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Serendipitous background monitoring of the Hubble Space Telescope's Faint Object Spectrograph

John E. Fitch, Glenn Schneider, Pierre Y. Bely, James B. Breckinridge
1993 Space Astronomical Telescopes and Instruments II  
The nature of the Hubble Space Telescope's (HST) low Earth orbit imposes scheduling restrictions and interruptions in the data collection periods for it's compliment of scientific instruments. During many of these times the Faint Object Spectrograph (FOS) is in a full operational configuration and is taking detector background measurements which are continually reported in HSTs engineering telemetry stream. These data are primarily used to monitor the instrument for changes in behavior
more » ... n behavior resulting, principally, from intermittently noisy diodes in its digicon arrays. These same data may be used to monitor temporal changes in the charged particle environment of HSTs near-earth orbit. The FOS has its own microprocessor which controls observations. When a given observation ends, the microprocessor continues to accumulate data in the last commanded configuration, but no longer transfers and sums that data in its science data buffer. The FOS microprocessor does however, collect the accumulated data in a separate engineering buffer as a means of detecting excessive current draw on the photocathode. This so called 'Overlite' telemetry represents the summation of the counts from all the active diodes over the previous 60 seconds. During the times when the FOS is in a stable operate condition, and no photons are being collected from a target, the Overlite sum gives an accurate representation of the dark background for the detector during that minute. 214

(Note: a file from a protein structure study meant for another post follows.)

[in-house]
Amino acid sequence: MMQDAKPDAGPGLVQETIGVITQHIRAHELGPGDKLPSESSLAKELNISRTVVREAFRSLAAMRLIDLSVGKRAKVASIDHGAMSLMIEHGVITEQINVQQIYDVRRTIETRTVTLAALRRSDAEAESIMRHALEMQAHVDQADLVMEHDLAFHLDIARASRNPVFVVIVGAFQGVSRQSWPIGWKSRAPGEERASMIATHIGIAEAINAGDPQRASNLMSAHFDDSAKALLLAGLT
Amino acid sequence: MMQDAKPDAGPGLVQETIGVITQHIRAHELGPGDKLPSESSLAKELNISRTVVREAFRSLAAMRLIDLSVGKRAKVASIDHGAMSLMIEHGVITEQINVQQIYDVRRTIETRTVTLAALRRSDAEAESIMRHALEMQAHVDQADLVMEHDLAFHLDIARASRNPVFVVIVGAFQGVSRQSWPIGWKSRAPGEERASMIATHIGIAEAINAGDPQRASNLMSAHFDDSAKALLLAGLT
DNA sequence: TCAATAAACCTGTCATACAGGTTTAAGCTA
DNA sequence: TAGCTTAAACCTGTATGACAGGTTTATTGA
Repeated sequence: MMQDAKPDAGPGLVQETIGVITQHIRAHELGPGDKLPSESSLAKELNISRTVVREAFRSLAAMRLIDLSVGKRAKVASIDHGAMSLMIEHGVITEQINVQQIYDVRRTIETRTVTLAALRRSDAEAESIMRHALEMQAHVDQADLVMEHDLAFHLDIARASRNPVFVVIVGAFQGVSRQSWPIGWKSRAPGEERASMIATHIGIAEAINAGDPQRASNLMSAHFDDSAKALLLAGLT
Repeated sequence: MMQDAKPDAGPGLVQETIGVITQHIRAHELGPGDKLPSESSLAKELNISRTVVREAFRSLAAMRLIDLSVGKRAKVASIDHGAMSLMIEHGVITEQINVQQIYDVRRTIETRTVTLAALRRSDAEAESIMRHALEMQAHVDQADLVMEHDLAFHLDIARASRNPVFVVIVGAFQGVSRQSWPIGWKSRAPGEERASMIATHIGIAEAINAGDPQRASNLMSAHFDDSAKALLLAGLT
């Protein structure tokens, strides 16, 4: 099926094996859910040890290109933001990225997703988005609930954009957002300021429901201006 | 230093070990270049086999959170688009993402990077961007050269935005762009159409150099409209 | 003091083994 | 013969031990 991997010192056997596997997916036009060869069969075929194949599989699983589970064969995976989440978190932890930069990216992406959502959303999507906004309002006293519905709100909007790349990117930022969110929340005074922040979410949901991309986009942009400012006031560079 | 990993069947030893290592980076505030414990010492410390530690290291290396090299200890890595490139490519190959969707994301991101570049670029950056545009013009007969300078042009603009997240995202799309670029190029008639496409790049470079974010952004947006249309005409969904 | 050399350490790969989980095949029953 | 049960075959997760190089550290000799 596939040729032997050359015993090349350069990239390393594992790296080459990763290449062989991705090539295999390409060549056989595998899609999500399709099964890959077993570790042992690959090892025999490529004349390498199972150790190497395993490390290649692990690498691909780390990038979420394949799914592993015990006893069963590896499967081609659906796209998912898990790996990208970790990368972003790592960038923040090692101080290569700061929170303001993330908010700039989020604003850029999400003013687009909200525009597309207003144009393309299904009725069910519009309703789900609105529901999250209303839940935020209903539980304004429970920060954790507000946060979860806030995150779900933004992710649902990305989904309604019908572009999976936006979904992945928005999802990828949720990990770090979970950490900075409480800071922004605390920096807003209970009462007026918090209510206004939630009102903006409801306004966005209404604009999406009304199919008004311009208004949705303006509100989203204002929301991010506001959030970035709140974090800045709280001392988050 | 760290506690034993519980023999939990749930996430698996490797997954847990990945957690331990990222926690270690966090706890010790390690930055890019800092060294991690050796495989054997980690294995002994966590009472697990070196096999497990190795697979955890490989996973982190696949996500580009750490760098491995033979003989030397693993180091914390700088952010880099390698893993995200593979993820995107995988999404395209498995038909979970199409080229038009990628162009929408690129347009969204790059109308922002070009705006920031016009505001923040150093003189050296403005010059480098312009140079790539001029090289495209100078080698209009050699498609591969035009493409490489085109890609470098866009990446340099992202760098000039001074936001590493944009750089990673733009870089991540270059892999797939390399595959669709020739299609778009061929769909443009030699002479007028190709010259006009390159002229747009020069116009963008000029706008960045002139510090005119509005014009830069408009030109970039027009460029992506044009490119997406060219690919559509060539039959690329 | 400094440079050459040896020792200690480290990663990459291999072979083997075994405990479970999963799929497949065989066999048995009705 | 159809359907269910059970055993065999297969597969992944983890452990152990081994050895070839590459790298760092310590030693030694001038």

doi:10.1117/12.158772 fatcat:jupixtrhe5ba3h3qzwrpyzgp4i